The T8iEs also do an impressive job on dynamics, both micro and macro. Take that old/new audiophile demo workhorse Daft Punk’s “Get Lucky” from an 88.2/24 version of Random Access Memories from HDtracks. The bass is big and plumbs the depths but is never slow or turgid. The multiple synthesizer lines each have their own individual dynamic emphasis, and the T8iEs preserve all of them. On modern pop the T8iEs excel, keeping the rhythmic drive pulsing while retaining the subtle dynamic interplay between parts.
If forced to come up with a performance area where the T8iE is less than state-of-the-art I would point to the size of its soundstage. Several other in-ear monitors I’ve used generate a soundfield that is larger and that seems to extend outside your head, including the Westone ES-5 and the Jerry Harvey Layla. On my own personal list of negatives this is a relatively minor shortcoming, but one that experienced headphone users will notice almost immediately.
Any in-ear priced at just under $1000 is bound to have some stiff competition. In this price range you will find custom in-ears including the Ultimate Ears UE Pro Remastered ($999), which is a revision of the Ultimate Ears In-Ear Reference Monitor. When it comes to fit, the UE Pro Remastered wins easily. The UE Pro also has better isolation with a -25dB published specification. Sonically the T8iE has more low bass extension and more dynamic contrast, but it’s a dead heat in terms of imaging and low-level detail.
The Westone W-60 is also priced at $999, and also is a universal-fit in-ear monitor (but you can add custom tips). With six balanced drivers and three crossovers per side, the W-60 has a radically different design than the T8iEs. Both fit equally well with multiple fit options. The W-60 has a larger soundstage that rivals many full-sized open-ear headphones, but it lacks some of the T8iE’s dimensionality and directional specificity.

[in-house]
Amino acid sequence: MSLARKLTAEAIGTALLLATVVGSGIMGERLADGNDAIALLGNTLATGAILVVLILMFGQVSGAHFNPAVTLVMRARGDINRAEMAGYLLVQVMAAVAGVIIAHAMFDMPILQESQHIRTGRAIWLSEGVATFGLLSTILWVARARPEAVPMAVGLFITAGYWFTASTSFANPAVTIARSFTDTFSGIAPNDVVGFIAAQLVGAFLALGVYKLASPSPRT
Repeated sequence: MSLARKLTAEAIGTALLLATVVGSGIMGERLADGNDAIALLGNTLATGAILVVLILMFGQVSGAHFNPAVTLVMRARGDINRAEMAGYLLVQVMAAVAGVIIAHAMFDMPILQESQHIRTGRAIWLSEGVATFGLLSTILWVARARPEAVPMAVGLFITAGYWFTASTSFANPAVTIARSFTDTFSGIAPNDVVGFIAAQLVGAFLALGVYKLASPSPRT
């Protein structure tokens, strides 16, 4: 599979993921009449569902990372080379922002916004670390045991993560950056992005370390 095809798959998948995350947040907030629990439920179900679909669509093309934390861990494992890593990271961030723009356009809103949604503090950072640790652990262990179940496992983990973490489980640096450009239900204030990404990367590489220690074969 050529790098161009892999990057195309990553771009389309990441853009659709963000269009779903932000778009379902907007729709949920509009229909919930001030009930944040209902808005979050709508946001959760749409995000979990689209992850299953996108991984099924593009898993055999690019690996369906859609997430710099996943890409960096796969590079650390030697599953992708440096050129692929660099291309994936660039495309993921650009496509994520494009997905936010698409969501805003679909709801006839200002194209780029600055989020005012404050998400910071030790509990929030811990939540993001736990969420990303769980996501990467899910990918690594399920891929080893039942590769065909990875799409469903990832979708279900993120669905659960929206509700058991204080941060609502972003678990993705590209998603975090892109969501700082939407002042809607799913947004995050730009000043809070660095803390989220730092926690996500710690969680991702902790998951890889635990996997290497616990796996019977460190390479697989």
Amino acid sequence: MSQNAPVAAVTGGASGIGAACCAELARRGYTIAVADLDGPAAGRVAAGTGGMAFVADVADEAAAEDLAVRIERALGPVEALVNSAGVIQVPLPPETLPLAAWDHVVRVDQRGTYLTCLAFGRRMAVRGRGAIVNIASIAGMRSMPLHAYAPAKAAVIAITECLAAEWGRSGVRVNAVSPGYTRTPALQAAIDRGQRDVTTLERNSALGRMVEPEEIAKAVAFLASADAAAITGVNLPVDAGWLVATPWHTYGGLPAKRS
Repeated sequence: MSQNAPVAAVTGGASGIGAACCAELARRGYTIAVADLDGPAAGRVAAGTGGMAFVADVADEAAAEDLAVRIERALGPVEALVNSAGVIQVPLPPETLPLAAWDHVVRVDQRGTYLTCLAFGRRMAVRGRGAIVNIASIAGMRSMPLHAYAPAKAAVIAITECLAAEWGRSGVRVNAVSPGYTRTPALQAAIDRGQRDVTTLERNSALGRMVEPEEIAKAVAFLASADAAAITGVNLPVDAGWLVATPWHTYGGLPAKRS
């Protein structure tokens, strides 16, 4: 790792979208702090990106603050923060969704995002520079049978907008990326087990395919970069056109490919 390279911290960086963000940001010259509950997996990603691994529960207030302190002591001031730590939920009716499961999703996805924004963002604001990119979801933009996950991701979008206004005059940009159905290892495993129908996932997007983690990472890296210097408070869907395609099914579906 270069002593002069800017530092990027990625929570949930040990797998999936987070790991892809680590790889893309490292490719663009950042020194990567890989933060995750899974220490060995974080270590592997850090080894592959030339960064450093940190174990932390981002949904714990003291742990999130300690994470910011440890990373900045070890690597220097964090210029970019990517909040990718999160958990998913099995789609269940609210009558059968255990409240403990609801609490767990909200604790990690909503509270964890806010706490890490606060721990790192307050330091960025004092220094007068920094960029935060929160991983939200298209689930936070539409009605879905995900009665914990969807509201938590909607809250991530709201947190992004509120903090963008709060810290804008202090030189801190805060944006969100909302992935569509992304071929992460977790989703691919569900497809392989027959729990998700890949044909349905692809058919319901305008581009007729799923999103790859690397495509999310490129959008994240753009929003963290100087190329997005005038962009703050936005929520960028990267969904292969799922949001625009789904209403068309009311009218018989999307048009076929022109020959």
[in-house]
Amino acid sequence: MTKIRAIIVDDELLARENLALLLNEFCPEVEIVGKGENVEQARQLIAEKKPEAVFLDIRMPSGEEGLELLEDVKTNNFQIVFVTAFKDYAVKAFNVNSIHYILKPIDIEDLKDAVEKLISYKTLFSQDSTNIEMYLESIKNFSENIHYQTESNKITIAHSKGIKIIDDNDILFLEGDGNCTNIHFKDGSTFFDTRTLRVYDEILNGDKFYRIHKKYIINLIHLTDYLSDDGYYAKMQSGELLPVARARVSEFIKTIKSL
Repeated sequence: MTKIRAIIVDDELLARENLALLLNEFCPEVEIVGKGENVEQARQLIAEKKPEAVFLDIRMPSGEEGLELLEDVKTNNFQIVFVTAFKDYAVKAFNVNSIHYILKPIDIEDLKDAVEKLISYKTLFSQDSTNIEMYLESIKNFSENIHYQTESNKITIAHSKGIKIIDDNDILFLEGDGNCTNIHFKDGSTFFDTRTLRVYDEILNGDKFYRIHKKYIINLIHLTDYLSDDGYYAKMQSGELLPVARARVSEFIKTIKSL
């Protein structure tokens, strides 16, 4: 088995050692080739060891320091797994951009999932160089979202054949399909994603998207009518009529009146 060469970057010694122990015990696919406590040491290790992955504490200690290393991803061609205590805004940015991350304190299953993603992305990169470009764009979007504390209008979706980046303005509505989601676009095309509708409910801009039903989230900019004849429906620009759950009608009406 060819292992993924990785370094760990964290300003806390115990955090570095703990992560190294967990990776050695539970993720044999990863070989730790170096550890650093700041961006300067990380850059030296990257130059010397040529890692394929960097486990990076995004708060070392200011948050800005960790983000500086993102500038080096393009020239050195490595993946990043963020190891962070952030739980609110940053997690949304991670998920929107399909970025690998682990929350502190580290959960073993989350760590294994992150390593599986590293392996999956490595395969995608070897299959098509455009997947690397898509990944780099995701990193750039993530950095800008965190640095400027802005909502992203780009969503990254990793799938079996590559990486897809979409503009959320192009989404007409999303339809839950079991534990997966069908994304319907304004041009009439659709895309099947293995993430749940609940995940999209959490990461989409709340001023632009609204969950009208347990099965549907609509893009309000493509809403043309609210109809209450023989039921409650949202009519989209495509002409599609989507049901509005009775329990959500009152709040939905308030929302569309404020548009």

The Astell&Kern AKT8iE’s most outstanding sonic attribute is undoubtedly its wonderful bass, which will appeal to both EDM fans as well as any classical listener into pipe organs. The T8iEs go deep, cleanly without bloat, and they do it with dynamic acuity. After its killer bass the AKT8iE’s second outstanding sonic trait is its cohesive, three-dimensional, and exceedingly specific soundstage. While not the biggest soundstage, the T8iE’s level of dimensional precision is exemplary.
If you’re considering a $1000 universal in-ear monitor, obviously you’re pretty darned serious about portable audio and you have well-developed tastes. The Astell&Kern AKT8iEs were created for people just like you. Once you overcome the principal weakness of any universal-fit in-ear, which is obtaining optimal fit, the T8iEs perform on a level that closely approaches the best I’ve heard from any headphone technology, including custom in-ears and full-sized reference headphones.
SPECS & PRICING
Transducer type: Dynamic
Operating principle: Closed
Frequency response: 8Hz–48kHz
Impedance: 16 ohms
Total Harmonic Distortion (THD): <0.2%
Power handling: 10mW
Dimensions: Not specified by manufacturer
Weight: 0.3 oz. without cable
39 Peters Canyon Rd.
Irvine, CA 92606